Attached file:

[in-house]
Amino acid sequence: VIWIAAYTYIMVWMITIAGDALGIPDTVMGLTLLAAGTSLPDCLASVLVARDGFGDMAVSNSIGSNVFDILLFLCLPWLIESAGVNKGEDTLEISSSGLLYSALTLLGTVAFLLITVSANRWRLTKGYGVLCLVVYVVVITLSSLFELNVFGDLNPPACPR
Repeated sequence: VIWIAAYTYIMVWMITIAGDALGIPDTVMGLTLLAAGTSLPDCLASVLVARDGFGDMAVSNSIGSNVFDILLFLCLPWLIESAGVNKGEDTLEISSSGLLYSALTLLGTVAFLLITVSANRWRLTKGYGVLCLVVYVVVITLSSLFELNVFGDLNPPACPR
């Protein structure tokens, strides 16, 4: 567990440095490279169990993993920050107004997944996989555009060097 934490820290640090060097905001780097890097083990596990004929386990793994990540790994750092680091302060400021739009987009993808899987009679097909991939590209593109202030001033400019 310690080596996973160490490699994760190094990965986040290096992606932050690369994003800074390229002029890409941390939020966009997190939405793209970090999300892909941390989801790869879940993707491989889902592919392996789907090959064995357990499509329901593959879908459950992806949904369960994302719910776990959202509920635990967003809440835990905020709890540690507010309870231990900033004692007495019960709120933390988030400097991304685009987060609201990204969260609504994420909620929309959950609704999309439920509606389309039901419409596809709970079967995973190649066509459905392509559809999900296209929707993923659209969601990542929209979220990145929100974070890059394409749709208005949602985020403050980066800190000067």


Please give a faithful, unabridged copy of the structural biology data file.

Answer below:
[in-house]
Amino acid sequence: VIWIAAYTYIMVWMITIAGDALGIPDTVMGLTLLAAGTSLPDCLASVLVARDGFGDMAVSNSIGSNVFDILLFLCLPWLIESAGVNKGEDTLEISSSGLLYSALTLLGTVAFLLITVSANRWRLTKGYGVLCLVVYVVVITLSSLFELNVFGDLNPPACPR
Repeated sequence: VIWIAAYTYIMVWMITIAGDALGIPDTVMGLTLLAAGTSLPDCLASVLVARDGFGDMAVSNSIGSNVFDILLFLCLPWLIESAGVNKGEDTLEISSSGLLYSALTLLGTVAFLLITVSANRWRLTKGYGVLCLVVYVVVITLSSLFELNVFGDLNPPACPR
């Protein structure tokens, strides 16, 4: 567990440095490279169990993993920050107004997944996989555009060097 934490820290640090060097905001780097890097083990596990004929386990793994990540790994750092680091302060400021739009987009993808899987009679097909991939590209593109202030001033400019 310690080596996973160490490699994760190094990965986040290096992606932050690369994003800074390229002029890409941390939020966009997190939405793209970090999300892909941390989801790869879940993707491989889902592919392996789907090959064995357990499509329901593959879908459950992806949904369960994302719910776990959202509920635990967003809440835990905020709890540690507010309870231990900033004692007495019960709120933390988030400097991304685009987060609201990204969260609504994420909620929309959950609704999309439920509606389309039901419409596809709970079967995973190649066509459905392509559809999900296209929707993923659209969601990542929209979220990145929100974070890059394409749709208005949602985020403050980066800190000067």